FIG. 2 illustrates the components 124, 128-132, and 210-218 directly connected to the I/O bus 208 via dedicated circuits or conductors, however it will be understood that different connections schemes may be used. For example, some of the components requiring limited communications with the controller 200 may be communicated via an auxiliary I/O bus (not shown) in a scheduled manner, while other components requiring fast communications or large data transfers may be directly connected to the I/O bus 208. Furthermore, depending on the needs of the system, some of the components may be directly connected to the microprocessor 184 without having to pass through the I/O bus 208.

Lottery Ticket

Regardless of the configuration or layout of the lottery system 100, it will often be the case that the lottery terminal unit 104, 116 will include lottery play slip or ticket readers 132 which may be used to scan an instant game ticket or a lottery slip 300 completed by the player, and a lottery ticket 302 previously generated at a lottery ticket printer 133, to determine whether the ticket contains a winning combination. Referring to FIGS. 3 and 3A, the lottery play slip 300 and the lottery ticket 302 may be composed of paper, mylar, cardboard or any other suitable printable or encodable material. The lottery play slip 300 and ticket 302 may include informational, instructional or security information such as a bar code, award details, authentication numbers, or any other desired information. Further, it will be understood that different ticket types and formats may be used depending on the theme, format and rules of the game. The lottery ticket 302 may be printed with any optically readable material such as ink, or encoded with data on a magnetic material or other smart chip.

Referring to FIG. 3, the lottery play slip 300 can be configured and arranged in any number of variations for use in lottery games such as keno, lotto, Pick-3 and Pick-4 games, but may typically include a number of common indicia or information. For example, the exemplary lottery play slip 300 may include a title 304 indicative of the associated game, a set of directions or instructions 306, and a plurality of game specific selections, as generally indicated by the numeral 308. The game specific selections may allow the player to define how many numbers to play 310, the exact amount to be wagered 312, and the number of games or rounds to be played 314. Further, the lottery play slip 300 may be arranged to allow a player to make a Quick Pick 316 (e.g. accept a selection that is automatically and randomly selected by one of the lottery terminal units 104, 116 or the central lottery computer 136), or a manual selection area 318 arranged to allow the player to select from a predefined list of numbers, letters or characters. In this manner, the player or a sales agent can fill-out, code or otherwise record the information necessary to participate in a specific game of chance, and provide that information to a central collection point, such as the lottery terminal unit 104, 116 or the central lottery computer 136 for processing and/or recordation.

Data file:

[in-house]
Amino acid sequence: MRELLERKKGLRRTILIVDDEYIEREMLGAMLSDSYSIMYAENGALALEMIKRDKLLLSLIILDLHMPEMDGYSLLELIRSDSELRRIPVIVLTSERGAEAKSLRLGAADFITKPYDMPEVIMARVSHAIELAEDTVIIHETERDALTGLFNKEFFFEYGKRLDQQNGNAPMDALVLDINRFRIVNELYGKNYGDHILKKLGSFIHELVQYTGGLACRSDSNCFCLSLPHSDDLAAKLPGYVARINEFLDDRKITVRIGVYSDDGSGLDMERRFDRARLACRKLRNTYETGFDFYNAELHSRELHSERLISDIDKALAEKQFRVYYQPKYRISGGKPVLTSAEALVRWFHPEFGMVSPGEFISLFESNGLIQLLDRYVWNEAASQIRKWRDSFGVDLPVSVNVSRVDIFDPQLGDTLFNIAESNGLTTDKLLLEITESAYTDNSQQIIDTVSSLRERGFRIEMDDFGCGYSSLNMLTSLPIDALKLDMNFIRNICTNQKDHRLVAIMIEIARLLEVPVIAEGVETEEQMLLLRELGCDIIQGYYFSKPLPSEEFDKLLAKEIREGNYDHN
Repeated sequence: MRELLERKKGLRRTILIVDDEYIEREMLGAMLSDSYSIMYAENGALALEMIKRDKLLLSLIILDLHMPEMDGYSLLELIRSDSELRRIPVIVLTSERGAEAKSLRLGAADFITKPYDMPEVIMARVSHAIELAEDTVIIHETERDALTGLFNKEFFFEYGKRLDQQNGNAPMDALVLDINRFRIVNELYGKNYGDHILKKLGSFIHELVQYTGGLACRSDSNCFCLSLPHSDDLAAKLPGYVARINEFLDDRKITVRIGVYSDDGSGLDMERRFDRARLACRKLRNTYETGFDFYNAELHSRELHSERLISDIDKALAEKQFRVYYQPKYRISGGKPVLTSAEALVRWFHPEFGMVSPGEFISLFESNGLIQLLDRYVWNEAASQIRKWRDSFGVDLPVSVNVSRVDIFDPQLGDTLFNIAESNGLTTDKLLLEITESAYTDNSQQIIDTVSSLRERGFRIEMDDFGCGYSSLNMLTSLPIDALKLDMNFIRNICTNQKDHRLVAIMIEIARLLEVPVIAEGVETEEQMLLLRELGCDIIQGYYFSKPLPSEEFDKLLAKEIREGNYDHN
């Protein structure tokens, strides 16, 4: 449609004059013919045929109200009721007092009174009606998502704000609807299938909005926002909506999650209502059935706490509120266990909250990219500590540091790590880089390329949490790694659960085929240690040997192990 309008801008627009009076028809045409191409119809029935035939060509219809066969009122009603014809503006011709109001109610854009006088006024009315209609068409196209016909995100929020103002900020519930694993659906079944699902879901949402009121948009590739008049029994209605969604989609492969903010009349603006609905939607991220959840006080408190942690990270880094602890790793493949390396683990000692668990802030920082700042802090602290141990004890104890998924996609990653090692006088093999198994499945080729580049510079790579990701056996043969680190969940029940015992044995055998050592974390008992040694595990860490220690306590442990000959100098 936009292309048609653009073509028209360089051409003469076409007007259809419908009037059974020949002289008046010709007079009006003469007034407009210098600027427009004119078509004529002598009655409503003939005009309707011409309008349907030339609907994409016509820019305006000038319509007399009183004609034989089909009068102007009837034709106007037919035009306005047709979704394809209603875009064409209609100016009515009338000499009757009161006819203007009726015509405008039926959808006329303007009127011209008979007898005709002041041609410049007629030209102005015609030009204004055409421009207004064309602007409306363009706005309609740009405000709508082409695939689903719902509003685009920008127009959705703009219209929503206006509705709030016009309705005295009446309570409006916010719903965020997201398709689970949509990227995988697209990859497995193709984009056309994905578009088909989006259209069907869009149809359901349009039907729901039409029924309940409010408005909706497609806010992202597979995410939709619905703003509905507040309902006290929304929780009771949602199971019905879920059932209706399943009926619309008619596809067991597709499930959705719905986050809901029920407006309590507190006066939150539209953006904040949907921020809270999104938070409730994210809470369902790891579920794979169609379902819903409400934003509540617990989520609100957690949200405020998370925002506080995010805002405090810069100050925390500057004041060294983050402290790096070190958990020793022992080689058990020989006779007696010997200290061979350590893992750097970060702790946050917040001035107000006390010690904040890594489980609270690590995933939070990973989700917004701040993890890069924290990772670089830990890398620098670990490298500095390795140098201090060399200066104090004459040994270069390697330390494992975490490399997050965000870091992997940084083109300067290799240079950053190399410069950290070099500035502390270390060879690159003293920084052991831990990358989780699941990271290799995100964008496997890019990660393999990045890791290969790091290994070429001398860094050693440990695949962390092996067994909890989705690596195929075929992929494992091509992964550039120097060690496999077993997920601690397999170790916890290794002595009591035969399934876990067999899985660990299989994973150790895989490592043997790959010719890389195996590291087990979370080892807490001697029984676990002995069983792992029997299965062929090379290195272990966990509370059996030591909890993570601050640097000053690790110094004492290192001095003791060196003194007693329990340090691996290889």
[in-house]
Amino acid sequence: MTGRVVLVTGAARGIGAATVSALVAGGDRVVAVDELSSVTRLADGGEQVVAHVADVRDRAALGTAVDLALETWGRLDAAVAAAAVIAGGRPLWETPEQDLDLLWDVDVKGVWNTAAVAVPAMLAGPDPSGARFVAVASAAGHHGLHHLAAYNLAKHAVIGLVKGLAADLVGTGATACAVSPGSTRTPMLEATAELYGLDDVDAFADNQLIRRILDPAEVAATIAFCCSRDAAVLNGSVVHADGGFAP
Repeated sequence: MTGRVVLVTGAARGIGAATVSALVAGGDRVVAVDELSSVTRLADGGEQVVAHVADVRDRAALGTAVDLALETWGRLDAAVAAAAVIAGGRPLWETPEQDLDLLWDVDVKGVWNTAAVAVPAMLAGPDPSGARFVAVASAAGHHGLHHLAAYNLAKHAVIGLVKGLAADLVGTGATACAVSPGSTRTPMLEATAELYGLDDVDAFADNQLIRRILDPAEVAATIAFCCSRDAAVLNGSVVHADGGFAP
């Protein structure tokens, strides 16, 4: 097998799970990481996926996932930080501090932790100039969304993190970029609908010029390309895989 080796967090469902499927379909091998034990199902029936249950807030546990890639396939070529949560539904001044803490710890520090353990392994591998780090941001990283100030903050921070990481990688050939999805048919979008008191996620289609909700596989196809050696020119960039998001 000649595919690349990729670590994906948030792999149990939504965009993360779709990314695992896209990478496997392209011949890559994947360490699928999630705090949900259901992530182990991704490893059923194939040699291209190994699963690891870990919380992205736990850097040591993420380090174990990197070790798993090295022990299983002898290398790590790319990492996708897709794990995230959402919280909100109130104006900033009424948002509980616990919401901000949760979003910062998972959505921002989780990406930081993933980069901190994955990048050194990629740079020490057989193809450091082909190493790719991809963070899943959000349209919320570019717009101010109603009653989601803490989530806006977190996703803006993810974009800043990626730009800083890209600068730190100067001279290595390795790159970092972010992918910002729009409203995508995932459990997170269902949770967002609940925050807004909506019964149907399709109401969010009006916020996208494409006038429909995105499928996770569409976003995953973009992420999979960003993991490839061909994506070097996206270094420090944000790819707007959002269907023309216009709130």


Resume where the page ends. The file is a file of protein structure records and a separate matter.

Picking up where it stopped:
The exemplary lottery play slip 300 illustrated in FIG. 3 is configured to play a keno game as indicated by the title 300. The player may select how many numbers or spots are to be matched in a given keno game at 310, thereby decreasing the odds of winning and simultaneously increasing the potential payout of a winning selection. By selecting a Quick Pick 316, the player may allow the lottery terminal unit 104 to randomly select a plurality of numbers equal to the number of spots indicated at 310. However, the player may opt to manually select the numbers by choosing numbers (i.e. spots) between 1 and 80, as indicated in the manual selection area 318. Finally, the manual or automatic selections may be consecutively played by indicating the desired number of games, for example one, two, three, four, five, ten or twenty, at 314.

FIG. 3A details the exemplary lottery ticket 302 that may be generated in response to the selections made by the player on the lottery slip 300. For example, the lottery ticket 302 may include a title 320 indicative of the game being played, a game area 322 that may provide results, confirmation information or other game-related information, and a status area 324 that may include wager information, drawing date, tracking information etc. Further, the lottery ticket 302 may include an advertising area 326 where messages or other consumer information may be printed, and a coding area 328 that may have a tracking number 330 and a graphical code 332. The tracking # 330 and graphical code 332 may be used to confirm the validity of the ticket, the location of purchase, amount of wager, numbers selected or any other desired information. The lottery ticket stock, or blank, may be preprinted with additional information such as, a public service message 334, a disclaimer, game rules or any other desired end-user license or contract information.